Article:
The Puglia region will awaken all five senses in any visitor. It is filled with ginormous olive trees, 500 miles of coastline, rustic stone walls and cone houses.  In this final episode of Season 1, Dream of Italy, Kathy McCabe takes us to several fun places to meet the residents and experts.

Book our tour, to view Lecce’s arts, and hand-made crafts and tour the city.  This location is in southern Italy in the “heel” of the boot with the Adriatic Sea to the east and the Ionian Sea to the south.  Lecce is also one of the most important cities in the region.


We first take off in a 1935 Morris Model 8 classic car ride to take in the sights and sounds of this lovely city.  From the historic center, we see that most of the buildings are made from the local limestone or Lecce stone.  Also known as “the Florence of the South”, Lecce’s coastline has brought both riches and dangers.  Its location has made it a prime source of several invasions, which ushered in danger, but the riches has allowed the area to boast of their beautiful Baroque art.  Another interesting benefit is that you will meet all kinds of people wandering about the town, from blue-eyed blondes to darker skins and differently textured hair.  The pace is slow and peaceful, but at night, everyone comes out for the nightly walk ritual of passeggiata.

Papier Mache

Lecce is perhaps best known for its work with papier mache and Kathy takes us to the Riso Brothers workshop to observe their unique, completely hand-made characters.  Originally tasked with making traditional and revered religious symbols from lightweight materials for the many processions performed during the year, the brothers have now expanded to making peasant figures as well.  Their job begins with a wire skeleton, wrapped tightly with straw.  Then terracotta heads, hands, and feet are added and handmade, with no two heads being the same.  The clothing is then added and is the most eye-catching part of each production, carefully hand painted.  These creations are a “must-have” souvenir for every visitor!

As we have seen in almost every part of our iconic Italy, traditions abound, and Kathy learns the lively pizzica dance, the dance of our Grandfathers.  Many years ago, this was how men and women met and fell in love.  The dance involves intense eye contact and may also include a scarf, used to maneuver your partner into, shall we say, more romantic positions (wink, wink).  The dance is a traditional celebratory dance of the olive harvest.  If you are not already familiar with an ape car, please watch this vivacious Puglia video!

Orecchiette and Trulli

Our next stop is to meet “Mama” at the oil and wine school, away from the city in the lovely countryside.  Orecchiette is a variety of pasta typical of the Apulia region.  The unusual name comes from their shape, which resembles a small ear.  With the patience of any mother or teacher, “Mama” shows us how to make this tasty pasta treat and properly shape it for serving.  Fantastico!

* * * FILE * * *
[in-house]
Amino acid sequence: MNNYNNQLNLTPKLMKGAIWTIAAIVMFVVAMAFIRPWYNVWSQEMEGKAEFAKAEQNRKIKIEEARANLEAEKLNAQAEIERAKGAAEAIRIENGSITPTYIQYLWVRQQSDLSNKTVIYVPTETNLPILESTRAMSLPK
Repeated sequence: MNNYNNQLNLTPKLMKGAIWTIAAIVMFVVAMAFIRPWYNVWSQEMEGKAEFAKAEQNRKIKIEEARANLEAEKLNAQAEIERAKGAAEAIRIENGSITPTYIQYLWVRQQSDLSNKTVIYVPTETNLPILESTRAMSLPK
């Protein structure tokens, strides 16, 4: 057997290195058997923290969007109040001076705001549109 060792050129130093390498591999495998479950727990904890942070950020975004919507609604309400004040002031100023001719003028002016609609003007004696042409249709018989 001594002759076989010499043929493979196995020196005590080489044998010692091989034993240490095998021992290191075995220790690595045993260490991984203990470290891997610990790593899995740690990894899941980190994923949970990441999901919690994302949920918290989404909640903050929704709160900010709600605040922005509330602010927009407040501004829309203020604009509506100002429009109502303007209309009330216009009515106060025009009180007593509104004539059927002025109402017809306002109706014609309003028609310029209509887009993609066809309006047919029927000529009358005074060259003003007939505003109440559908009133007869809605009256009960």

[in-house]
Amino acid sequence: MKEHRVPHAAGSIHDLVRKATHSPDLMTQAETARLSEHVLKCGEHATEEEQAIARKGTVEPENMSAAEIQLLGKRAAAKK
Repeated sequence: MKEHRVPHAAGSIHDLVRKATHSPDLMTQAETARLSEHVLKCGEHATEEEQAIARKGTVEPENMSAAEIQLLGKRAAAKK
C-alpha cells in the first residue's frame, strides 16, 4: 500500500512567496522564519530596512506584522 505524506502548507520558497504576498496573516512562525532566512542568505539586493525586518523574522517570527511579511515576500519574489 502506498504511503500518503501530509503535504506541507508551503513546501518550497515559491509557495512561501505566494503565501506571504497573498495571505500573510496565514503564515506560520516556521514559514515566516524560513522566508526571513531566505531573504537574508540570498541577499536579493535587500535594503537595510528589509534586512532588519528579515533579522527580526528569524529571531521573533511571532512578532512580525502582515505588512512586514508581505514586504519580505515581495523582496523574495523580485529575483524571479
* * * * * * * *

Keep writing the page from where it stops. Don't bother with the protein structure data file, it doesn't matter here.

A trullo (or trulli for more than one) is a traditional Apulian dry stone hut with a cone-shaped roof. This style of construction is specific to the Itria Valley, in the Murge area of the Italian region of Apulia.  After a failed invasion of this area, (remember the dangers were mentioned earlier), the marauders were too ashamed to return to their homeland.  This type of home was brought to the area by the Turkish Empire, (also known as Ottoman’s).  They would offer to work in exchange for a safe harbor and at times, they could also act as a private army if needed.  The very top of the cones hold a shape that is the builder’s signature and residents often paint symbols on the cones.  While the origin of the symbol painting is unclear, the symbols typically are related to religion, astrology or believed magic.

Later, in the lovely seaside town of Monopoli, a former pro cyclist, shares the harbor area and introduces us to a former fisherman, Ignazio, who now makes beautiful model boats in bright colors.  Why the bright colors?  It makes perfect sense!  Watch this episode to learn more, and don’t forget to grab a model boat for a great keepsake of your trip!

While Naples is about a four-hour trip from Lecce, it is well worth the journey to visit and see the many sights awaiting you there.  For example, the Royal Palace of Caserta is a former royal residence in Caserta, constructed for the Bourbon kings of Naples.  It is one of the largest palaces erected in Europe during the 18th century.  The palace is also a UNESCO site.

And on the topic of Bourbon, explore the underground of Naples’ Mount Echia, the “city beneath the city.”  The Bourbon Gallery has finally been opened to visitors, 150 years after the original project of King Ferdinand II of Bourbon.  The gallery was originally created as an underground viaduct to allow for the quick troop movements as well as transport of water and supplies from the Royal Palace to Via Morelli.

Another Naples must-see is the unforgettable long pink and grey facade of the Royal Palace, decorated with remarkable hanging gardens.

Any part of Italy will make you feel welcome and part of our Italian family.  Whether you are a foodie, an art connoisseur, an architect expert or a Master of History, there is an abundance of pleasures to enjoy with us in our magnificent Italy!

Fino a quando ci incontriamo di nuovo (until we meet again)!

“Weekend in Italy is a proud sponsor of the PBS series, Dream of Italy, Season 2. Enter your zip code on this page for air dates and times on your local PBS station or view the entire series on DreamofItaly.com.”

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